Godfather Of AI, Geoffrey Hinton, Quits Google


Pioneer of neutral networks resigns from Google, to speak openly about misinformation and the dangers of AI

The man labelled by some as the godfather of artificial intelligence (AI), Dr Geoffrey Hinton, has resigned from Google and opened up about his concerns about the tech.

The New York Times reported that Dr Hinton cited concerns over the flood of misinformation, the possibility for AI to upend the job market, and the “existential risk” posed by the creation of a true digital intelligence.

British-Canadian Dr Hinton, coupled with two of his students at the University of Toronto, had built a neural net in 2012. He is viewed as a leading figure in the deep learning community, and in 2018 he received the Turing Award, together with Yoshua Bengio and Yann LeCun, for their work on deep learning.

ai artificial intelligence data network pexels
Image credit: Pexels

Google resignation

Dr Hinton, aged 75, reportedly announced his resignation from Google so as to be able to “freely speak out about the risks of AI” and added that a part of him now regrets his life’s work.

He actually joined Google back in March 2013 when his company, DNNresearch, was acquired by the search engine giant. He said at the time that he planning to “divide his time between his university research and his work at Google.”

The Guardian reported that whilst at Google, he helped develop the company’s AI technology, and the approach he pioneered led the way for current systems such as ChatGPT.

Dr Hinton reportedly told the New York Times that until last year he believed Google had been a “proper steward” of the technology, but that changed once Microsoft started incorporating a chatbot into its Bing search engine, and the company began becoming concerned about the risk to its search business.

Some of the dangers of AI chatbots were “quite scary”, he told the BBC, warning they could become more intelligent than humans and could be exploited by “bad actors”. “It’s able to produce lots of text automatically so you can get lots of very effective spambots. It will allow authoritarian leaders to manipulate their electorates, things like that.”

But, he added, he was also concerned about the “existential risk of what happens when these things get more intelligent than us.

“I’ve come to the conclusion that the kind of intelligence we’re developing is very different from the intelligence we have,” he reportedly said. “So it’s as if you had 10,000 people and whenever one person learned something, everybody automatically knew it. And that’s how these chatbots can know so much more than any one person.”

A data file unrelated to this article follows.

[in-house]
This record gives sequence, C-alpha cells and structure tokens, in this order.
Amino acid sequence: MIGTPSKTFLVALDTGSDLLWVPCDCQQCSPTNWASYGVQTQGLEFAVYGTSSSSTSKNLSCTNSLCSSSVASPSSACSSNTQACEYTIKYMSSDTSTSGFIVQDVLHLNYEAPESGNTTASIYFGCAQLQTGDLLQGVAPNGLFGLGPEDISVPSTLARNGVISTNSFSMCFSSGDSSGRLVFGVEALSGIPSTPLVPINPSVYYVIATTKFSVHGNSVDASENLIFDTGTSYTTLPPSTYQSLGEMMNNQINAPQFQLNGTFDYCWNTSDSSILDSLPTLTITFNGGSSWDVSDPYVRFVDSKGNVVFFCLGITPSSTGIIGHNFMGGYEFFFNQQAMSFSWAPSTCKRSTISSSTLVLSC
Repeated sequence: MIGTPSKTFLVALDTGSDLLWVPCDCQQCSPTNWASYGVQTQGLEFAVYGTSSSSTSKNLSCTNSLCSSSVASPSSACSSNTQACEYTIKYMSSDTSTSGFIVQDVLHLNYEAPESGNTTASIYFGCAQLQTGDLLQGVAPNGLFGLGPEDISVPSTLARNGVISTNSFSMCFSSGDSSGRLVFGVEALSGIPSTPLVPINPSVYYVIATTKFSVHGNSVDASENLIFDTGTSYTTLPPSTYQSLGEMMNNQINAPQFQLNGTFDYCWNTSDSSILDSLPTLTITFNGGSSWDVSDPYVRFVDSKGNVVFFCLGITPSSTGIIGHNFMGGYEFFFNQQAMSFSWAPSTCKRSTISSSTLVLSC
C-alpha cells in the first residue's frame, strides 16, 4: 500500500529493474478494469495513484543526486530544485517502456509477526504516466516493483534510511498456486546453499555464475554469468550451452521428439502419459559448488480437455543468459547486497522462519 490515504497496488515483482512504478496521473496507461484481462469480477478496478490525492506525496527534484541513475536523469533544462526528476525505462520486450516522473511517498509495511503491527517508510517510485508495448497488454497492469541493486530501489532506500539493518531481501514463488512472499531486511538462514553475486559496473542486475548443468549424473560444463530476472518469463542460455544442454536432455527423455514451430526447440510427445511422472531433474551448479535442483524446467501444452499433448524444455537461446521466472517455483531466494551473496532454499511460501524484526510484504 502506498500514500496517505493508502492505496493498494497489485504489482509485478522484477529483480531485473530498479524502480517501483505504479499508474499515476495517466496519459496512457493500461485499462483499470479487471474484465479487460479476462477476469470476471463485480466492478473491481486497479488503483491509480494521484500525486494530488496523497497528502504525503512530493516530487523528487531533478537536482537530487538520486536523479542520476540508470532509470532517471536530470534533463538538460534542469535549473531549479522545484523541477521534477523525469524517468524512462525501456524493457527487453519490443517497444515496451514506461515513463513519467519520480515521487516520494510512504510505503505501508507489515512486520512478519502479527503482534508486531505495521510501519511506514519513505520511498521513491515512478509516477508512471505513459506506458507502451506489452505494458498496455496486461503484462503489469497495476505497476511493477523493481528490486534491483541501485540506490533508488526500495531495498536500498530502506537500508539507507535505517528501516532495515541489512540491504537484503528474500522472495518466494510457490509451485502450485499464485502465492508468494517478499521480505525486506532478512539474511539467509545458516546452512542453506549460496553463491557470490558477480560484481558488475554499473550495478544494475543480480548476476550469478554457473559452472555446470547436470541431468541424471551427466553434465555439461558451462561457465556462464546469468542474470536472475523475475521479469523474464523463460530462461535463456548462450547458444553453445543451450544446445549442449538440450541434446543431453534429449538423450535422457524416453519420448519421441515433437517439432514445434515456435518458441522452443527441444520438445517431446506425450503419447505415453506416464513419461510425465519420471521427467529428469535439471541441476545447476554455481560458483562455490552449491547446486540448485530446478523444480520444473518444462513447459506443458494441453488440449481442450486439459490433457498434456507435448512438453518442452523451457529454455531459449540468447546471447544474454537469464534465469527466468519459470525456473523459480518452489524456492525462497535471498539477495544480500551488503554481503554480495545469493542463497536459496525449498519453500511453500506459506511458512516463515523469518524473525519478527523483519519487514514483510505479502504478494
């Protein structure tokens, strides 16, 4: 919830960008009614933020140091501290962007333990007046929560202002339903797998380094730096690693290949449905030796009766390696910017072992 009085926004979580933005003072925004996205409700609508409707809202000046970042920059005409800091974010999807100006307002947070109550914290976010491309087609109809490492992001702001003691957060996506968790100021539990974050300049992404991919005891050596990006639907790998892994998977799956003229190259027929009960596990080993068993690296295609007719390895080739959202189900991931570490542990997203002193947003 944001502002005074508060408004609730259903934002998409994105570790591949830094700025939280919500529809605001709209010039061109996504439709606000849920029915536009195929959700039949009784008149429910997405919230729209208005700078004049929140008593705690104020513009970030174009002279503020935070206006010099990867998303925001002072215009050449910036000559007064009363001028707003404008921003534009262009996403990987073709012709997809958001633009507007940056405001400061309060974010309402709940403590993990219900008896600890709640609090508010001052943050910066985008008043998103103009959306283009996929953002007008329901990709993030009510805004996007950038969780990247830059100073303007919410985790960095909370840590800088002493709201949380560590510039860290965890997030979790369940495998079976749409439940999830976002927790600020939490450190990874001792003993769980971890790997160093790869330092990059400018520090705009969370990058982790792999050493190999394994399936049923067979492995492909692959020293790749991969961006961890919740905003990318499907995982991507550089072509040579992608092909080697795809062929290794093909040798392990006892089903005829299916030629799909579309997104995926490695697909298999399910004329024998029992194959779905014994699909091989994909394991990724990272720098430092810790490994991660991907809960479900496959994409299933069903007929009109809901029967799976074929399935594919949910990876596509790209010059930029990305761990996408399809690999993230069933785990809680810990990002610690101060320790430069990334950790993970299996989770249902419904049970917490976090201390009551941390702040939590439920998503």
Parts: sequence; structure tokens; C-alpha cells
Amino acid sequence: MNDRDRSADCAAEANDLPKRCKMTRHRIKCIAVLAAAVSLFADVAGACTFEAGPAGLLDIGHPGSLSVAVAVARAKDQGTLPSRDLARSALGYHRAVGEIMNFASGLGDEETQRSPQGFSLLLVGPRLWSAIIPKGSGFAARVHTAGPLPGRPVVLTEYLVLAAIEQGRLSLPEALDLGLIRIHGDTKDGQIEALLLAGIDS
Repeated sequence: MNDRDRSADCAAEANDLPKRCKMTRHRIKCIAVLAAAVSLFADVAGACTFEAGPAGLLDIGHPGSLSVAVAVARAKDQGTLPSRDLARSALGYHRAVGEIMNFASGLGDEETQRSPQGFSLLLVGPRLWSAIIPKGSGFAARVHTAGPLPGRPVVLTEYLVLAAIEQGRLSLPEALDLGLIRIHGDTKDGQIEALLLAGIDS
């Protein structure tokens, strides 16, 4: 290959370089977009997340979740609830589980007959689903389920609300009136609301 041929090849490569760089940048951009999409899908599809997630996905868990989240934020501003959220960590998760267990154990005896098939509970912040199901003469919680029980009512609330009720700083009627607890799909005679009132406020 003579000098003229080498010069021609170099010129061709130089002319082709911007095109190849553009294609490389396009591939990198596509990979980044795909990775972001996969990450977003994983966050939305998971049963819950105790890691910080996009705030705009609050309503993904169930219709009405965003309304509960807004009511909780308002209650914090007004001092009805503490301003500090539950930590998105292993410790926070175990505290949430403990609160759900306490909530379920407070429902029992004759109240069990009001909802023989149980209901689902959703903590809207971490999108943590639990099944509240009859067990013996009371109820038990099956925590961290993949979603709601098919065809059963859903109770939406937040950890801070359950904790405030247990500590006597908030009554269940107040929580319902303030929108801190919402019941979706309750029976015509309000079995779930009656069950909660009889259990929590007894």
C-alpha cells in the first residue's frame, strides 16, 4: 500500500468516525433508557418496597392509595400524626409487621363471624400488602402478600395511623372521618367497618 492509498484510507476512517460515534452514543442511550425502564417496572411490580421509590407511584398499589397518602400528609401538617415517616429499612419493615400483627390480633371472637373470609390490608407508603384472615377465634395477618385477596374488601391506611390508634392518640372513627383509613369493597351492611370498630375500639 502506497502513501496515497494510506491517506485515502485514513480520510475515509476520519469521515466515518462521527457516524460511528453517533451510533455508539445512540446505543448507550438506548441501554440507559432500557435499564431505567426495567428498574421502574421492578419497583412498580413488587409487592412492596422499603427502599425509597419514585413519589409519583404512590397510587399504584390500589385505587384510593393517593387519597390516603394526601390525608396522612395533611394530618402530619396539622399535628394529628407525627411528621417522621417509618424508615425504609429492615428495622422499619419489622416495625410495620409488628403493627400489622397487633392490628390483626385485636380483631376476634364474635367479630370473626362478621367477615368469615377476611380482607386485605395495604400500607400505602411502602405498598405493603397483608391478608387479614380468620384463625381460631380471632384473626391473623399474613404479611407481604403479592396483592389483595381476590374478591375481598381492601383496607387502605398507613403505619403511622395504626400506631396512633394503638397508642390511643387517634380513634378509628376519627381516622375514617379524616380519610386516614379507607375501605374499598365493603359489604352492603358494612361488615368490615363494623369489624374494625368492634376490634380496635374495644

Dr Hinton was also concerned that AI will eventually replace jobs like paralegals, personal assistants and other “drudge work”, and potentially more in the future.

Best wishes

Google’s chief scientist, Jeff Dean, was quoted by the Guardian in a statement as saying that Google appreciated Hinton’s contributions to the company over the past decade.

“I’ve deeply enjoyed our many conversations over the years. I’ll miss him, and I wish him well!” he reportedly said.

“As one of the first companies to publish AI Principles, we remain committed to a responsible approach to AI. We’re continually learning to understand emerging risks while also innovating boldly,” Dean reportedly said.

Alphabet announced it is merging its internal AI research team (Google Brain) with UK-based DeepMind, which it acquired in 2014 for $500m.

AI concerns

Dr Hinton is not alone in his concerns about AI, its impact on the world, and potential risk to humanity.

Last month the US Chamber of Commerce called for the regulation of artificial intelligence technology – a surprising move considering its traditional anti-regulatory stance of the business lobby group.

Also last month AI researchers and tech industry figures including Elon Musk signed an open letter warning that AI systems can pose “profound risks to society and humanity”.

The open letter, also signed by Apple co-founder Steve Wozniak, called for a “pause” on the development of cutting-edge AI systems for at least six months to “give society a chance to adapt”.

Both Elon Musk and Steve Wozniak, and others including the late Professor Stephen Hawking have warned about the dangers of AI in previous years.

Indeed Professor Hawking warned artificial intelligence could spell the end of life as we know it on Planet Earth. Professor Hawking also predicted that humanity has just 100 years left before the machines take over.

Musk meanwhile was a co-founder of OpenAI – though he resigned from the board of the organisation in 2018.

Musk no longer owns a stake in OpenAI, and since then he has been critical of the company and warned its strayed from its initial goals.

Musk previously stated he believes AI poses a real threat to humans if unchecked, and in 2014 tweeted that artificial intelligence could evolve to be “potentially more dangerous than nukes”.

In 2015 Musk donated $10 million to the Future of Life Institute (FLI) – a non-profit advisory board dedicated to weighing up the potential of AI technology to benefit humanity.